How can we empower young people to have a positive body image?

Statutory guidance for Relationships and Sex Education (RSE), Relationships Education and Health Education, which comes into effect in September 2020, covers broad areas of particular relevance and concern to young people today.


This will ensure that every child is guaranteed a PSHE education that covers learning about safe, healthy relationships (including understanding consent and negotiating life online), physical health (including healthy lifestyles and first aid), and mental health and wellbeing. The latter comes under the spotlight this month with Mental Health Awareness Week taking place from 13th-19th May. The theme for 2019 is Body Image – how we think and feel about our bodies, issues which can affect all of us at any age.


A positive body image supports mental and physical health. It can boost confidence and help children develop a healthy image of themselves. A negative body image or body dissatisfaction can lead to low self-esteem, anxiety, depression and poor self-perception. It can also affect learning, participation and school achievement, lead to unhealthy eating practices and ultimately increase the risk of developing eating disorders in later life. For young children, attitudes about body shape and size can start as early as three or four years old, when they are already becoming aware of societal pressures to look a certain way, and for older children conversations and images shared on social media can be especially harmful.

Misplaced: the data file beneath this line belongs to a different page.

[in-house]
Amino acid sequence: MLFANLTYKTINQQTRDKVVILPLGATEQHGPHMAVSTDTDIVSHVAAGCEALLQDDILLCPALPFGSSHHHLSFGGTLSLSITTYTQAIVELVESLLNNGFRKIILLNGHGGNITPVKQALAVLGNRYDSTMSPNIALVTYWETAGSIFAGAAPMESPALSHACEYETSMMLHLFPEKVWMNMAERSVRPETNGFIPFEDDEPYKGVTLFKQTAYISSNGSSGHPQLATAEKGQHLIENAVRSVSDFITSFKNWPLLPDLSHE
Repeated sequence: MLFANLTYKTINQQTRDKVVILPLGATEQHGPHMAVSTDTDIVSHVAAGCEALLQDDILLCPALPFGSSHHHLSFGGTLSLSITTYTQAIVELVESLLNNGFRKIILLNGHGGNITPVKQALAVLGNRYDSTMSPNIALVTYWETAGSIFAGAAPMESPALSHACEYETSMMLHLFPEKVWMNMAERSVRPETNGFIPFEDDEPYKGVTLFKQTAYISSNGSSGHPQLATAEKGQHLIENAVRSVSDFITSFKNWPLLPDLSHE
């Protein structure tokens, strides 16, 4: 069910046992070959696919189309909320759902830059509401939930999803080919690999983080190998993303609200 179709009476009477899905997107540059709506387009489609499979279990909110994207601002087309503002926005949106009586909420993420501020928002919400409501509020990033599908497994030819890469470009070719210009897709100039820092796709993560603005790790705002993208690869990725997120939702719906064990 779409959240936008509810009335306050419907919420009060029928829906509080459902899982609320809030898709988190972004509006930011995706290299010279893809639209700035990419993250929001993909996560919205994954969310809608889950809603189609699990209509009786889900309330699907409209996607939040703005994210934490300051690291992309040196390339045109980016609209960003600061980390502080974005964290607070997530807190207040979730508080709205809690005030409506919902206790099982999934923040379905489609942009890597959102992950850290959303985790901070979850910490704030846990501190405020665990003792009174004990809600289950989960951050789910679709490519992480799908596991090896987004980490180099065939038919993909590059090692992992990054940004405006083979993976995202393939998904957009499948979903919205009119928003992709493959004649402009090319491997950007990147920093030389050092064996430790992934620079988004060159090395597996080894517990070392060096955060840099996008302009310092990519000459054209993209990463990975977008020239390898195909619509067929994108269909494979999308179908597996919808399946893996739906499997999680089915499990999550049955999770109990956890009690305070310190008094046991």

Schools have an important role in creating an environment where everyone feels special and valued for qualities, talents and skills unrelated to appearance; where children can develop a positive body image for themselves as well as a healthy relationship with food. Starting early by promoting a healthy sense of self-worth and positive attitudes to body image is thought to help avoid later problems, and this is reflected in our 1decision PSHE learning resources.


We seek to improve body confidence by teaching children to celebrate diversity and difference, valuing each child’s strengths and abilities and being happy and proud with who they are and how they look. Exploring what it feels to be healthy, rather than what it looks like, and encouraging healthy food choices is also a big part of what we do. We also discuss social media, especially how it can mould attitudes about how children look and encourage them to seek and earn approval based on their appearance.


All children can benefit from schools delivering good-quality teaching programmes supporting children’s social and emotional skills, promoting self-esteem, confidence and resilience. Such programmes can also help encourage and nurture attitudes such as tolerance, empathy, kindness and respect for peers and others; qualities that can then help buffer children against unhelpful body image messages and also prevent bullying.

Positive body image is important. There are lots of statistics out there but we know that the number of boys being treated in hospital for eating disorders is at a record high – rising from nearly 235 in 2010 to 466 in 2018 in England, Scotland and Wales according to NHS Digital – and around 2,000 body image counselling sessions are delivered by Childline to girls every year. Education is absolutely critical and we have to equip children with the right knowledge from an early age to ensure a more positive outlook.

Hayley Sherwood is creator of 1decision, part of Headway learning resources

7th May 2019

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